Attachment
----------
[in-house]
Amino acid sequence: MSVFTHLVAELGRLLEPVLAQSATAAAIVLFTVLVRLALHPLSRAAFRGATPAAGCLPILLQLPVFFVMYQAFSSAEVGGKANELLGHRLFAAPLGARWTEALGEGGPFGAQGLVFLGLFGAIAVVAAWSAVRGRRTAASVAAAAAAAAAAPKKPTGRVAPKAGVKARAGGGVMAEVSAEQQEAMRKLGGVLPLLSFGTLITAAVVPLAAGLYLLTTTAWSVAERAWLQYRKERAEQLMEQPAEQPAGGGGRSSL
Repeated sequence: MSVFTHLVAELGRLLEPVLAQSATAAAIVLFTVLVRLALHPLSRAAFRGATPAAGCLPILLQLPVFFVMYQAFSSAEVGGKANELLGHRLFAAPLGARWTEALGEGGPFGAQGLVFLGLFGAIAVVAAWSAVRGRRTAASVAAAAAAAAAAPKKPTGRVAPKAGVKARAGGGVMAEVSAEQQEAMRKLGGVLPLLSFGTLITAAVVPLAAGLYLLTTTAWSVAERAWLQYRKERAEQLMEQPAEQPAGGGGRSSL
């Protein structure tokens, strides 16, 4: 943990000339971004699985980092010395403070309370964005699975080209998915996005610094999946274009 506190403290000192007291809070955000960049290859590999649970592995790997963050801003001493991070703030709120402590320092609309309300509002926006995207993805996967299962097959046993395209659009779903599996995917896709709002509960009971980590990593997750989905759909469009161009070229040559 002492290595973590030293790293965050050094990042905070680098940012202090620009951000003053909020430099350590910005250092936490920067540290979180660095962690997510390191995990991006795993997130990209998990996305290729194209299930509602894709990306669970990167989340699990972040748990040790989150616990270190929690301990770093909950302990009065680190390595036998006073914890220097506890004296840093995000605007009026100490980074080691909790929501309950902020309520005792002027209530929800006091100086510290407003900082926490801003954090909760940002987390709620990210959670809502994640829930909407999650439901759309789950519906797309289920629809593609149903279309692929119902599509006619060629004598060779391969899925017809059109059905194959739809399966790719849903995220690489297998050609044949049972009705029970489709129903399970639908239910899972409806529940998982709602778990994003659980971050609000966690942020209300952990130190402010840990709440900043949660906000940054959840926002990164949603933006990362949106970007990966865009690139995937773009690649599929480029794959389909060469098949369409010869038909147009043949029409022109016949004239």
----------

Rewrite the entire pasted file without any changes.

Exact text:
[in-house]
Amino acid sequence: MSVFTHLVAELGRLLEPVLAQSATAAAIVLFTVLVRLALHPLSRAAFRGATPAAGCLPILLQLPVFFVMYQAFSSAEVGGKANELLGHRLFAAPLGARWTEALGEGGPFGAQGLVFLGLFGAIAVVAAWSAVRGRRTAASVAAAAAAAAAAPKKPTGRVAPKAGVKARAGGGVMAEVSAEQQEAMRKLGGVLPLLSFGTLITAAVVPLAAGLYLLTTTAWSVAERAWLQYRKERAEQLMEQPAEQPAGGGGRSSL
Repeated sequence: MSVFTHLVAELGRLLEPVLAQSATAAAIVLFTVLVRLALHPLSRAAFRGATPAAGCLPILLQLPVFFVMYQAFSSAEVGGKANELLGHRLFAAPLGARWTEALGEGGPFGAQGLVFLGLFGAIAVVAAWSAVRGRRTAASVAAAAAAAAAAPKKPTGRVAPKAGVKARAGGGVMAEVSAEQQEAMRKLGGVLPLLSFGTLITAAVVPLAAGLYLLTTTAWSVAERAWLQYRKERAEQLMEQPAEQPAGGGGRSSL
């Protein structure tokens, strides 16, 4: 943990000339971004699985980092010395403070309370964005699975080209998915996005610094999946274009 506190403290000192007291809070955000960049290859590999649970592995790997963050801003001493991070703030709120402590320092609309309300509002926006995207993805996967299962097959046993395209659009779903599996995917896709709002509960009971980590990593997750989905759909469009161009070229040559 002492290595973590030293790293965050050094990042905070680098940012202090620009951000003053909020430099350590910005250092936490920067540290979180660095962690997510390191995990991006795993997130990209998990996305290729194209299930509602894709990306669970990167989340699990972040748990040790989150616990270190929690301990770093909950302990009065680190390595036998006073914890220097506890004296840093995000605007009026100490980074080691909790929501309950902020309520005792002027209530929800006091100086510290407003900082926490801003954090909760940002987390709620990210959670809502994640829930909407999650439901759309789950519906797309289920629809593609149903279309692929119902599509006619060629004598060779391969899925017809059109059905194959739809399966790719849903995220690489297998050609044949049972009705029970489709129903399970639908239910899972409806529940998982709602778990994003659980971050609000966690942020209300952990130190402010840990709440900043949660906000940054959840926002990164949603933006990362949106970007990966865009690139995937773009690649599929480029794959389909060469098949369409010869038909147009043949029409022109016949004239």